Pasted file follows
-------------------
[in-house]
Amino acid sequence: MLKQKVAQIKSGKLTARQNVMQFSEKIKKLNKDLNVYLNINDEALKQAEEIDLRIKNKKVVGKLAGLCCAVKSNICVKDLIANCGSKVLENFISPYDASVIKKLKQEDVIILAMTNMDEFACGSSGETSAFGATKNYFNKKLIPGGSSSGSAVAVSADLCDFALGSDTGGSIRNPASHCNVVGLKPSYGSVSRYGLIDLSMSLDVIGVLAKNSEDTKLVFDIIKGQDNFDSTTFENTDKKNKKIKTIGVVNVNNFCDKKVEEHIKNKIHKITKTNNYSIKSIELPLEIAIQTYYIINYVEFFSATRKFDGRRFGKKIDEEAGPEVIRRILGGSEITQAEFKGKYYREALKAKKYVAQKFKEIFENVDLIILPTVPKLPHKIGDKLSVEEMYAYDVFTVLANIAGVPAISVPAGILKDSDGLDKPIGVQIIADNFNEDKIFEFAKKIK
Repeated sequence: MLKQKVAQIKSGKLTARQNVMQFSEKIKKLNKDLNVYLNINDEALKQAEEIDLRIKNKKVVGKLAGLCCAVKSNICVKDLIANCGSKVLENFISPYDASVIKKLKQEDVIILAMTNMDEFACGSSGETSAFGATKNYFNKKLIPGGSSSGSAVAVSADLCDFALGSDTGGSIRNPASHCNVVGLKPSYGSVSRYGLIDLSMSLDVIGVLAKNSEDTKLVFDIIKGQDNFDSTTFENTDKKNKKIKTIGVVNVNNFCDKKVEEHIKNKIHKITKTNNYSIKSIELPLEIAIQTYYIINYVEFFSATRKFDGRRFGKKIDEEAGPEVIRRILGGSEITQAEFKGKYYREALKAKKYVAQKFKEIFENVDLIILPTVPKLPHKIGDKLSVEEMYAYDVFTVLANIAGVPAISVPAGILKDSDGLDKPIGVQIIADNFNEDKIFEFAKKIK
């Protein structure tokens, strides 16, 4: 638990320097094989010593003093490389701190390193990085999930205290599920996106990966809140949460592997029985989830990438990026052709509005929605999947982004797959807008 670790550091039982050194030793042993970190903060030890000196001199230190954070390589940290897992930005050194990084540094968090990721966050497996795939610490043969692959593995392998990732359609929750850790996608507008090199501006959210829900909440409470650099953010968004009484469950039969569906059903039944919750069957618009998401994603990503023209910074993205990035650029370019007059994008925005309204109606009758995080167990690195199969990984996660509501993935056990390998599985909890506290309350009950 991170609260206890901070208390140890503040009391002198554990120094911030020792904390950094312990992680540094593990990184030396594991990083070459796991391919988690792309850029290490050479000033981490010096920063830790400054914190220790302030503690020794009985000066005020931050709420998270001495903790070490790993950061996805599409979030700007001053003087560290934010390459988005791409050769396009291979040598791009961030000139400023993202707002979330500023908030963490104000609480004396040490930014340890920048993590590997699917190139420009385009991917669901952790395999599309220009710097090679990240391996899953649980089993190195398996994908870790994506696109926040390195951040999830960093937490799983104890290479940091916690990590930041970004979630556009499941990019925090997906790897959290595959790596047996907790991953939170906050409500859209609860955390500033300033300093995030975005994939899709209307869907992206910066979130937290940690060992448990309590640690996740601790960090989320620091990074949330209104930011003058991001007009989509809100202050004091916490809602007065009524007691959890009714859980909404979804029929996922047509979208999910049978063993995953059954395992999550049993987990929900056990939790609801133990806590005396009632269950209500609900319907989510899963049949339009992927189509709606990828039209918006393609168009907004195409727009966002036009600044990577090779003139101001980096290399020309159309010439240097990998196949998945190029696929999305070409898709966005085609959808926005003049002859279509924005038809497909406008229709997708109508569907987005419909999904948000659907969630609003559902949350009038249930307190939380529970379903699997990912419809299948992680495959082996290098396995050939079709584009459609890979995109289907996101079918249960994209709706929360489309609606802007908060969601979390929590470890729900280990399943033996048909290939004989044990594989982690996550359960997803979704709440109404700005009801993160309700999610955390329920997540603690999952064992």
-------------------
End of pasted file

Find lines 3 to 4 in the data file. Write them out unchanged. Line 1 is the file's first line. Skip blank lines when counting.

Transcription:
Repeated sequence: MLKQKVAQIKSGKLTARQNVMQFSEKIKKLNKDLNVYLNINDEALKQAEEIDLRIKNKKVVGKLAGLCCAVKSNICVKDLIANCGSKVLENFISPYDASVIKKLKQEDVIILAMTNMDEFACGSSGETSAFGATKNYFNKKLIPGGSSSGSAVAVSADLCDFALGSDTGGSIRNPASHCNVVGLKPSYGSVSRYGLIDLSMSLDVIGVLAKNSEDTKLVFDIIKGQDNFDSTTFENTDKKNKKIKTIGVVNVNNFCDKKVEEHIKNKIHKITKTNNYSIKSIELPLEIAIQTYYIINYVEFFSATRKFDGRRFGKKIDEEAGPEVIRRILGGSEITQAEFKGKYYREALKAKKYVAQKFKEIFENVDLIILPTVPKLPHKIGDKLSVEEMYAYDVFTVLANIAGVPAISVPAGILKDSDGLDKPIGVQIIADNFNEDKIFEFAKKIK
């Protein structure tokens, strides 16, 4: 638990320097094989010593003093490389701190390193990085999930205290599920996106990966809140949460592997029985989830990438990026052709509005929605999947982004797959807008 670790550091039982050194030793042993970190903060030890000196001199230190954070390589940290897992930005050194990084540094968090990721966050497996795939610490043969692959593995392998990732359609929750850790996608507008090199501006959210829900909440409470650099953010968004009484469950039969569906059903039944919750069957618009998401994603990503023209910074993205990035650029370019007059994008925005309204109606009758995080167990690195199969990984996660509501993935056990390998599985909890506290309350009950 991170609260206890901070208390140890503040009391002198554990120094911030020792904390950094312990992680540094593990990184030396594991990083070459796991391919988690792309850029290490050479000033981490010096920063830790400054914190220790302030503690020794009985000066005020931050709420998270001495903790070490790993950061996805599409979030700007001053003087560290934010390459988005791409050769396009291979040598791009961030000139400023993202707002979330500023908030963490104000609480004396040490930014340890920048993590590997699917190139420009385009991917669901952790395999599309220009710097090679990240391996899953649980089993190195398996994908870790994506696109926040390195951040999830960093937490799983104890290479940091916690990590930041970004979630556009499941990019925090997906790897959290595959790596047996907790991953939170906050409500859209609860955390500033300033300093995030975005994939899709209307869907992206910066979130937290940690060992448990309590640690996740601790960090989320620091990074949330209104930011003058991001007009989509809100202050004091916490809602007065009524007691959890009714859980909404979804029929996922047509979208999910049978063993995953059954395992999550049993987990929900056990939790609801133990806590005396009632269950209500609900319907989510899963049949339009992927189509709606990828039209918006393609168009907004195409727009966002036009600044990577090779003139101001980096290399020309159309010439240097990998196949998945190029696929999305070409898709966005085609959808926005003049002859279509924005038809497909406008229709997708109508569907987005419909999904948000659907969630609003559902949350009038249930307190939380529970379903699997990912419809299948992680495959082996290098396995050939079709584009459609890979995109289907996101079918249960994209709706929360489309609606802007908060969601979390929590470890729900280990399943033996048909290939004989044990594989982690996550359960997803979704709440109404700005009801993160309700999610955390329920997540603690999952064992």